A useful test for determining if your job can be done by a machine with an application to data scientist
Amara’s Law states we tend to overestimate the effect of a technology in the short term but underestimate the effect in the long term. We see this play out repeatedly with technologies ranging from trains to the internet to now machine learning. The trend is nearly always the same: initial, wildly optimistic claims about the capabilities of an innovation are followed by a period of disillusionment when it fails to deliver before finally, we figure out how to use the technology and it goes on to fundamentally reshape our entire world (this is known as the hype cycle).
The basic idea of Amara’s Law — smaller short-term effects than claimed but much larger long-term effects than was imagined — can also be seen repeatedly in the overall effect of technology on the job humans do. The first steel plow, invented in the 1830s, did not immediately displace all farmers, but over the period from 1850 to modern times, the percentage of people working agriculture jobs in the US went from >50% to <2%. (Through a combination of innovations, not just mechanical technology, a far smaller percentage of people now produce a vastly larger amount of food.)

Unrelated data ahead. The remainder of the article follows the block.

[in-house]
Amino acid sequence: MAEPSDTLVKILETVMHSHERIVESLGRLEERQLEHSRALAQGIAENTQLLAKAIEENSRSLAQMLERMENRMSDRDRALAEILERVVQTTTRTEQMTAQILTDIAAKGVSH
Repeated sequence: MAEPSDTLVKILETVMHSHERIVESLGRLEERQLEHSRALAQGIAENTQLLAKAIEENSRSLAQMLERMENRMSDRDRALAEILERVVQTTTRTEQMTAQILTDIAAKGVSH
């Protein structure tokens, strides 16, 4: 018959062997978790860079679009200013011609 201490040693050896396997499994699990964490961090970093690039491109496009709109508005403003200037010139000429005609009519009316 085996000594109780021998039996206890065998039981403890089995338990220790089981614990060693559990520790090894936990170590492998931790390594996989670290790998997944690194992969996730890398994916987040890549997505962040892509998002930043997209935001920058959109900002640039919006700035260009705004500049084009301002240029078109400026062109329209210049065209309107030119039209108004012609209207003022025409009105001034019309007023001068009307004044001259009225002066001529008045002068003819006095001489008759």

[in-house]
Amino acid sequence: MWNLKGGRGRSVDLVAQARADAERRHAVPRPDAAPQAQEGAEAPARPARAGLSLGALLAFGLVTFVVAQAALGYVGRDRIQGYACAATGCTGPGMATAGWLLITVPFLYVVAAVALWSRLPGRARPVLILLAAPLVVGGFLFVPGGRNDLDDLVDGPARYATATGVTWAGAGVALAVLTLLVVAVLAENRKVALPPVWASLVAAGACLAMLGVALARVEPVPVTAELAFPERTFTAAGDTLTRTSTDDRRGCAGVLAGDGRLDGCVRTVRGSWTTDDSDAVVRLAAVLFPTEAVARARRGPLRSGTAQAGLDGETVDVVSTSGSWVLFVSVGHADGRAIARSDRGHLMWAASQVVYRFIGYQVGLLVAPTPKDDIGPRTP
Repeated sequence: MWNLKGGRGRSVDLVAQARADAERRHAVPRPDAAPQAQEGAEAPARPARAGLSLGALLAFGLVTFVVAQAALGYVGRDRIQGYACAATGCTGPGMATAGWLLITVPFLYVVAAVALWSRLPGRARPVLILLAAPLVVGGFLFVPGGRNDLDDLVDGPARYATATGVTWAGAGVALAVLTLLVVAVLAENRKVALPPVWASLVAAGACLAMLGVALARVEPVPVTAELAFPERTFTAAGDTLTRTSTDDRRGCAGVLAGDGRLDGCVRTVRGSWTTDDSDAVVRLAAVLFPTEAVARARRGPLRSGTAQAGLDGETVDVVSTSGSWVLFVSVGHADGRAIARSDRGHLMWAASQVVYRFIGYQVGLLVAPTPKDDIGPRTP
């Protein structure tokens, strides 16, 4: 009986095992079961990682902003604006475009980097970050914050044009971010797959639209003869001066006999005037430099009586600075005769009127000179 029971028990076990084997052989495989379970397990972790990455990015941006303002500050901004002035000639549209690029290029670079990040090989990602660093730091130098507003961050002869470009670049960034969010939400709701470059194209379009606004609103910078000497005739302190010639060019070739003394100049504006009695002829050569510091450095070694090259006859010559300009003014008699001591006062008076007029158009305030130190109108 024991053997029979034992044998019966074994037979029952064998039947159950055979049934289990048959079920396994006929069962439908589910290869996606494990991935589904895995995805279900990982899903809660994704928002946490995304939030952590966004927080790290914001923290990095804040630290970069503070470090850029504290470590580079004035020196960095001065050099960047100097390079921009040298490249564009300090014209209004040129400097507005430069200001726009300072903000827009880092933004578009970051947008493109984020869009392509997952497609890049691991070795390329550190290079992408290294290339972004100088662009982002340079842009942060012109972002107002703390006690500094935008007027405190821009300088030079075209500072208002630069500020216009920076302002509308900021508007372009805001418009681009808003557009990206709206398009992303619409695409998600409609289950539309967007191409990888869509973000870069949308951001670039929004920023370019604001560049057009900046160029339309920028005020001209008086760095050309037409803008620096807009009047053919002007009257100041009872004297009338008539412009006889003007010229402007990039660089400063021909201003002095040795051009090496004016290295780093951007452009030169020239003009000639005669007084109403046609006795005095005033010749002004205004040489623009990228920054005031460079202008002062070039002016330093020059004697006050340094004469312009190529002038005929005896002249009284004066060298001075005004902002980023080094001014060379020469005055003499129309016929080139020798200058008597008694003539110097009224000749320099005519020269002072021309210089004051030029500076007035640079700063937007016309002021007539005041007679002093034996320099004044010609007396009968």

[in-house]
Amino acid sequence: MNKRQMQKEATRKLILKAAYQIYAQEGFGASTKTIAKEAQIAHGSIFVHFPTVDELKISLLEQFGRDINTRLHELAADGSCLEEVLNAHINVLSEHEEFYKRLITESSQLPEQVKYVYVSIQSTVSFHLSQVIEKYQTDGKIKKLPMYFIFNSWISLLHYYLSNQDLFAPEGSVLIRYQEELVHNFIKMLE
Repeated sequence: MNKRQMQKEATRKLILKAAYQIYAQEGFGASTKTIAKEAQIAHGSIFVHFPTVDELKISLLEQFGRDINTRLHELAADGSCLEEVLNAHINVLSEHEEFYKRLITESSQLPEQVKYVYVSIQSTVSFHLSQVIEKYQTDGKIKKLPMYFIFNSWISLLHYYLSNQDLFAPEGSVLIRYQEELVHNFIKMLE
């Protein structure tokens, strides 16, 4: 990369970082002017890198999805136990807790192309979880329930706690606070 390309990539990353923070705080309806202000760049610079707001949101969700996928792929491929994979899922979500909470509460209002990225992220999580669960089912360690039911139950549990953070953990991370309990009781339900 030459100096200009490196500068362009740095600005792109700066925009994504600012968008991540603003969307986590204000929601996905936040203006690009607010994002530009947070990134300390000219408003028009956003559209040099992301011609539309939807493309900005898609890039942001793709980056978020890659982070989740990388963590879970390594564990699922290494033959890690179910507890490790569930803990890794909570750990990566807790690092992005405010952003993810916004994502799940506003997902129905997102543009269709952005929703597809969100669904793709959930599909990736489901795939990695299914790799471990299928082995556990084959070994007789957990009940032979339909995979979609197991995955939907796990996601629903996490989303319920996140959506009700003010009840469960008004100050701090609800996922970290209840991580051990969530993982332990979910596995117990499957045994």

Likewise, US manufacturing jobs went from 40% of the total jobs to less than 10%, not in one or two years, but over decades (through a combination of automation and outsourcing). Again we see minor ripples over the course of a few years, but a fundamental restructuring of the economy over a long enough time period. Moreover, it’s critical to point out that people always find other jobs. Today, we have the lowest unemployment levels in 50 years, because when some jobs are automated, humans simply switch to new jobs. We constantly invent new careers to meet our needs, including the entire service economy (which employs the majority of Americans since the decline of agriculture and manufacturing), or, on a personal level, the role of data scientist, which became widely recognized only in 2012.